Author’s note: This was the first media publicity received by 'Goodbye Bussmarai 'in Queensland. Coincidentally, Russell Kelly (a Mandandanji from Roma), while sitting in a waiting-room, read the article and then bought the book. His positive response resulted in he and other Indigenous Australians deciding to hold an annual or biennial event to honour Bussamarai’s life and to remember Aborigines who died during the frontier war. Surat is the likely venue.
Evaluation of 'Goodbye Bussamarai' by Kim Scott, The Book Bulletin, 28.05.02.
(The Book Bulletin is a section of The Bulletin magazine.)
The extract below is from an article titled “Between Black and White”, which appeared under the lead, “The history of the Australian Aborigine encompasses European Oppression and the struggle to preserve identity. Kim Scott sifts through nine new books about the cultural collision for words and hope”.
The complete article can be accessed via a Google search using the title 'Goodbye Bussamarai', about which Kim Scott wrote:
Collins advises us to not think "race, racism, racialism" but to look at frontier conflict as a form of "unethical and insidious competition". Better, he suggests, to identify the motivation of competitors and to focus on ruthless attacks and counter responses rather than categories of discrimination.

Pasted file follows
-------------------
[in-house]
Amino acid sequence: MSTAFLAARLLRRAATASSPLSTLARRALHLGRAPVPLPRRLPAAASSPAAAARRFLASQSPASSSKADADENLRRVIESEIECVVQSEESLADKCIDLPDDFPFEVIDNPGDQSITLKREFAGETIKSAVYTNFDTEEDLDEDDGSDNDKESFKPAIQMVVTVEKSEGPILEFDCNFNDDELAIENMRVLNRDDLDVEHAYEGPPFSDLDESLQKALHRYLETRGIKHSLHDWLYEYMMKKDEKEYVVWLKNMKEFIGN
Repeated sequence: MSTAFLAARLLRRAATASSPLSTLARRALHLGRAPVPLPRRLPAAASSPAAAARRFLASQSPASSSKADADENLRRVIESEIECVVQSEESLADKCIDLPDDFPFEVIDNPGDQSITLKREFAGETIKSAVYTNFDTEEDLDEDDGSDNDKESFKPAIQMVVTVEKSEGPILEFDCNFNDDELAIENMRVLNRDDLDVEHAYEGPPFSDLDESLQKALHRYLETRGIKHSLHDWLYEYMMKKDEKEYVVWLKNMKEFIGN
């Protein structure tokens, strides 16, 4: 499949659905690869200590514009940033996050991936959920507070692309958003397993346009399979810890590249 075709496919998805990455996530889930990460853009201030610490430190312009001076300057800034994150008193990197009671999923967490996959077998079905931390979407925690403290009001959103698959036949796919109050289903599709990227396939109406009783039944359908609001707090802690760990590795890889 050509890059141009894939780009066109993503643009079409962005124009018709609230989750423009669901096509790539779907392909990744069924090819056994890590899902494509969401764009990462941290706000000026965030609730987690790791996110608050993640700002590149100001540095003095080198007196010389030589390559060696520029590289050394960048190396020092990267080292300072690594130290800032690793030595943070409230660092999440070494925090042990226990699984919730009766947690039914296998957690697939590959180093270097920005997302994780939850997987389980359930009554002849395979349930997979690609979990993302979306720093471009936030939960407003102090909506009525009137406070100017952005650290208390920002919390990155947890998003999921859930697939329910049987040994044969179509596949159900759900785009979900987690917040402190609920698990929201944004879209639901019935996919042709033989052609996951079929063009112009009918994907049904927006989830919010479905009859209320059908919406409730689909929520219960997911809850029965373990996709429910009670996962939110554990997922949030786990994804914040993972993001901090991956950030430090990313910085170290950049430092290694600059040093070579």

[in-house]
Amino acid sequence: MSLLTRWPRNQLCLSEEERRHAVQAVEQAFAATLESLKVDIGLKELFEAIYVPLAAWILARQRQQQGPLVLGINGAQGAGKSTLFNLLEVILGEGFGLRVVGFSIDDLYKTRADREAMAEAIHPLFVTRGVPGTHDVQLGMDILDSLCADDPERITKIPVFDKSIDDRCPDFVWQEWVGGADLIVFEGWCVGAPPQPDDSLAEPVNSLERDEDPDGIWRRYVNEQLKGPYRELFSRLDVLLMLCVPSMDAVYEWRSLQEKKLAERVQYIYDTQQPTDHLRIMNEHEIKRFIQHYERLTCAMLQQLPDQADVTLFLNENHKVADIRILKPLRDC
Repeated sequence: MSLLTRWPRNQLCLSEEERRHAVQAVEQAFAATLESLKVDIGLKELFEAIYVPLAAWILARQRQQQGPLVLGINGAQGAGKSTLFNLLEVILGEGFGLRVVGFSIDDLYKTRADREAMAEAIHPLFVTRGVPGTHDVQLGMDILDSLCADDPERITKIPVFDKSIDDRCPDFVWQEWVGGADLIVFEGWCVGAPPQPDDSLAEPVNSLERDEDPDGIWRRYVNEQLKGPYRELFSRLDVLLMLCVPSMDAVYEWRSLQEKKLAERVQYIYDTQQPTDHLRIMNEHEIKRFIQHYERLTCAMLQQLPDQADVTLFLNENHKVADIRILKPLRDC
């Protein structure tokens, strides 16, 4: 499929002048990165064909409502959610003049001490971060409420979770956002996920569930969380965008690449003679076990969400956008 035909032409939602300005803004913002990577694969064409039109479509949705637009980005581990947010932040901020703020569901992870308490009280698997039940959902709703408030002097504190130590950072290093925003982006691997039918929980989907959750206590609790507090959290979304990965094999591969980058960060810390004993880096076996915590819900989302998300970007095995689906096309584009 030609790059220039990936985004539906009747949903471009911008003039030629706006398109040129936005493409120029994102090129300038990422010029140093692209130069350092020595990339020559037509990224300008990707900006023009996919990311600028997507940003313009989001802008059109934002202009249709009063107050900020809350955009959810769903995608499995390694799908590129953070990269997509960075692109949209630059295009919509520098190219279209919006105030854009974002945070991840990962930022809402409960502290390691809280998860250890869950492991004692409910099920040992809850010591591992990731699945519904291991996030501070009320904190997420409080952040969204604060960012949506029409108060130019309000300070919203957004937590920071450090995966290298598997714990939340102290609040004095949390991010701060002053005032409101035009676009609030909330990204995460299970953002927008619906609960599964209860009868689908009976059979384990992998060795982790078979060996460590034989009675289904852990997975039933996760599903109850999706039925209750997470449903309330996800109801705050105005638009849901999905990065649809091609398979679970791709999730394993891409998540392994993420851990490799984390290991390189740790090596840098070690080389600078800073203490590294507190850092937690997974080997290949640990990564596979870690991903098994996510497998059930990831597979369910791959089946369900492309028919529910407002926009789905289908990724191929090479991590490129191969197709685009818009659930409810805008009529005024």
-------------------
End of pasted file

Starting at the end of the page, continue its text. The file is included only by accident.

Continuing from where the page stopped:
Think of Australia as the many-nationed continent it undoubtedly was, says Collins, and of frontier violence in terms of international conflict rather than colonial skirmishes.
'Goodbye Bussamarai' is a passionate and provocative book and I am grateful to be made aware of another indigenous hero, and intrigued by Collins' desire to unbuckle "mental straitjackets", and assist "liberation from the strictures of our past". As he reminds us, the stories of Australia's colonial history are not those of a multicultural society.
Extract from a Letter to the Editor of the Western Star Newspaper, 4.06.2002.
By Russell Kelly, 22 McEwan St, Roma.
Russell Kelly is a Mandandanji and perhaps a descendant of Bussamarai who was shot in 1852. Russell’s grandfather’s grandfather was Mar-Mero, born 1863. He was referred to by nineteenth century settlers as “King Jimmy of Wallumbilla”. Wallumbilla Creek was in Bussamarai’s homeland. It is therefore possible that Bussamarai was Mar-Mero’s grandfather, or at least a close relation.
“I have just finished reading a book of historical importance to all Australians, especially for all people in the Warrego, Maranoa and St George areas. The book is titled 'Good-bye Bussamarai'(pronounced Bussa-Murri): the Mandandanji Land War 1842-1852, author Patrick Collins Qld University Press 2002. If people read this book it would make us all more aware of who we are and where we came from, for “I belong, you belong, I am, you are, we are Australian.” Educating all our young people, would help stamp out any animosities, petty jealousies and make us all more aware of our histories and incorporate our past to unite all of us to be “Australians”.